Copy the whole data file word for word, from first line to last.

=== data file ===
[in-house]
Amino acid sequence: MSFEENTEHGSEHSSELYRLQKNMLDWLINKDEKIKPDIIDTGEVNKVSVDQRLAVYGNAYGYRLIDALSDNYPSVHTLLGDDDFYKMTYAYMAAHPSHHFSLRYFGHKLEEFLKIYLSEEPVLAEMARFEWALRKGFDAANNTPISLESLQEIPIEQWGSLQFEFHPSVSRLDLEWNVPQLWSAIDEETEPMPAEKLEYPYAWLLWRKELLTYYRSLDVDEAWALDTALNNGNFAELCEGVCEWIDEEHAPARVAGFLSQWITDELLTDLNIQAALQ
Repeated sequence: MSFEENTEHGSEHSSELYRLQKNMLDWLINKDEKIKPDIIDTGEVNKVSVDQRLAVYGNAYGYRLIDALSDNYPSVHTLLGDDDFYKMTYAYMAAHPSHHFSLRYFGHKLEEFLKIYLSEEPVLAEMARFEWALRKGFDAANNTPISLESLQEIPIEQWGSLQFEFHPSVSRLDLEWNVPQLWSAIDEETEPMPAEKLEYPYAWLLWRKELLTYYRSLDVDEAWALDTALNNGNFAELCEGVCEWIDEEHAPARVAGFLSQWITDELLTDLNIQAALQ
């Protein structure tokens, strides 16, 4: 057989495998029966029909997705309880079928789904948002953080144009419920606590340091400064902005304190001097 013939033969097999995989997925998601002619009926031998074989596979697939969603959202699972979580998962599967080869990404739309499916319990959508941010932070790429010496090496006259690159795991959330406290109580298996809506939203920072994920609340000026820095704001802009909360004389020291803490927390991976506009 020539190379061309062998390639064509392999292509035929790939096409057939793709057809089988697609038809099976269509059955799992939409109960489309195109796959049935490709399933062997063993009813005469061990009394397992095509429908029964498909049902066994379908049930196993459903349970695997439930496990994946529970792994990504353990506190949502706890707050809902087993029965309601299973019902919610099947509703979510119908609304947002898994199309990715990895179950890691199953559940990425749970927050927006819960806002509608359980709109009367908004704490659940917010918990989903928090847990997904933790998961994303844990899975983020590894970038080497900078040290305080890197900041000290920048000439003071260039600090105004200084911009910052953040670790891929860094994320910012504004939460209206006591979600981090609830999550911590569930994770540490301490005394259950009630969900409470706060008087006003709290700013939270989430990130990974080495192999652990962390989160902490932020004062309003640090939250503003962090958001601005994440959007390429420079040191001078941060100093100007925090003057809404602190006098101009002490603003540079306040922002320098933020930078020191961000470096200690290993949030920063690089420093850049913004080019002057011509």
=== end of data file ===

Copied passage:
[in-house]
Amino acid sequence: MSFEENTEHGSEHSSELYRLQKNMLDWLINKDEKIKPDIIDTGEVNKVSVDQRLAVYGNAYGYRLIDALSDNYPSVHTLLGDDDFYKMTYAYMAAHPSHHFSLRYFGHKLEEFLKIYLSEEPVLAEMARFEWALRKGFDAANNTPISLESLQEIPIEQWGSLQFEFHPSVSRLDLEWNVPQLWSAIDEETEPMPAEKLEYPYAWLLWRKELLTYYRSLDVDEAWALDTALNNGNFAELCEGVCEWIDEEHAPARVAGFLSQWITDELLTDLNIQAALQ
Repeated sequence: MSFEENTEHGSEHSSELYRLQKNMLDWLINKDEKIKPDIIDTGEVNKVSVDQRLAVYGNAYGYRLIDALSDNYPSVHTLLGDDDFYKMTYAYMAAHPSHHFSLRYFGHKLEEFLKIYLSEEPVLAEMARFEWALRKGFDAANNTPISLESLQEIPIEQWGSLQFEFHPSVSRLDLEWNVPQLWSAIDEETEPMPAEKLEYPYAWLLWRKELLTYYRSLDVDEAWALDTALNNGNFAELCEGVCEWIDEEHAPARVAGFLSQWITDELLTDLNIQAALQ
């Protein structure tokens, strides 16, 4: 057989495998029966029909997705309880079928789904948002953080144009419920606590340091400064902005304190001097 013939033969097999995989997925998601002619009926031998074989596979697939969603959202699972979580998962599967080869990404739309499916319990959508941010932070790429010496090496006259690159795991959330406290109580298996809506939203920072994920609340000026820095704001802009909360004389020291803490927390991976506009 020539190379061309062998390639064509392999292509035929790939096409057939793709057809089988697609038809099976269509059955799992939409109960489309195109796959049935490709399933062997063993009813005469061990009394397992095509429908029964498909049902066994379908049930196993459903349970695997439930496990994946529970792994990504353990506190949502706890707050809902087993029965309601299973019902919610099947509703979510119908609304947002898994199309990715990895179950890691199953559940990425749970927050927006819960806002509608359980709109009367908004704490659940917010918990989903928090847990997904933790998961994303844990899975983020590894970038080497900078040290305080890197900041000290920048000439003071260039600090105004200084911009910052953040670790891929860094994320910012504004939460209206006591979600981090609830999550911590569930994770540490301490005394259950009630969900409470706060008087006003709290700013939270989430990130990974080495192999652990962390989160902490932020004062309003640090939250503003962090958001601005994440959007390429420079040191001078941060100093100007925090003057809404602190006098101009002490603003540079306040922002320098933020930078020191961000470096200690290993949030920063690089420093850049913004080019002057011509």